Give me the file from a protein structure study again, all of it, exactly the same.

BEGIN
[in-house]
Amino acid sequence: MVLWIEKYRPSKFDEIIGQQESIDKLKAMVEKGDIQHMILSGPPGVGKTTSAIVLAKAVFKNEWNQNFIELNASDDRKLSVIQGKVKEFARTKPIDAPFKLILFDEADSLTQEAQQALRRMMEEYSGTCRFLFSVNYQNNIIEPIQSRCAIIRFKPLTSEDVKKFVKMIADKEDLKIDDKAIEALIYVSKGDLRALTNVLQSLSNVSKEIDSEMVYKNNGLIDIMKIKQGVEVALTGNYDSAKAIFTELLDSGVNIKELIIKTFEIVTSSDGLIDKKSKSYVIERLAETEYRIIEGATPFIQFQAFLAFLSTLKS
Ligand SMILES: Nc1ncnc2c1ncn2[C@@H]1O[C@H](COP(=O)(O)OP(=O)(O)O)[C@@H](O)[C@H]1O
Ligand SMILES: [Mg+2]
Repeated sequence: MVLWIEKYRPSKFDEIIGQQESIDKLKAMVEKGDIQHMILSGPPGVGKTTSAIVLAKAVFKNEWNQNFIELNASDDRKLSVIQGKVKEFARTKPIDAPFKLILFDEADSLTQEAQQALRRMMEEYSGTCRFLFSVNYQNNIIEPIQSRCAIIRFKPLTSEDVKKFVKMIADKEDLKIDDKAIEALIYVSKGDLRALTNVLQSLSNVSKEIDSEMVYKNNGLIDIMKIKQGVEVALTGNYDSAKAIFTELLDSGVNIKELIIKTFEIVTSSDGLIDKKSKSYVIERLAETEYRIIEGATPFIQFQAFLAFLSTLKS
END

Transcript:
[in-house]
Amino acid sequence: MVLWIEKYRPSKFDEIIGQQESIDKLKAMVEKGDIQHMILSGPPGVGKTTSAIVLAKAVFKNEWNQNFIELNASDDRKLSVIQGKVKEFARTKPIDAPFKLILFDEADSLTQEAQQALRRMMEEYSGTCRFLFSVNYQNNIIEPIQSRCAIIRFKPLTSEDVKKFVKMIADKEDLKIDDKAIEALIYVSKGDLRALTNVLQSLSNVSKEIDSEMVYKNNGLIDIMKIKQGVEVALTGNYDSAKAIFTELLDSGVNIKELIIKTFEIVTSSDGLIDKKSKSYVIERLAETEYRIIEGATPFIQFQAFLAFLSTLKS
Ligand SMILES: Nc1ncnc2c1ncn2[C@@H]1O[C@H](COP(=O)(O)OP(=O)(O)O)[C@@H](O)[C@H]1O
Ligand SMILES: [Mg+2]
Repeated sequence: MVLWIEKYRPSKFDEIIGQQESIDKLKAMVEKGDIQHMILSGPPGVGKTTSAIVLAKAVFKNEWNQNFIELNASDDRKLSVIQGKVKEFARTKPIDAPFKLILFDEADSLTQEAQQALRRMMEEYSGTCRFLFSVNYQNNIIEPIQSRCAIIRFKPLTSEDVKKFVKMIADKEDLKIDDKAIEALIYVSKGDLRALTNVLQSLSNVSKEIDSEMVYKNNGLIDIMKIKQGVEVALTGNYDSAKAIFTELLDSGVNIKELIIKTFEIVTSSDGLIDKKSKSYVIERLAETEYRIIEGATPFIQFQAFLAFLSTLKS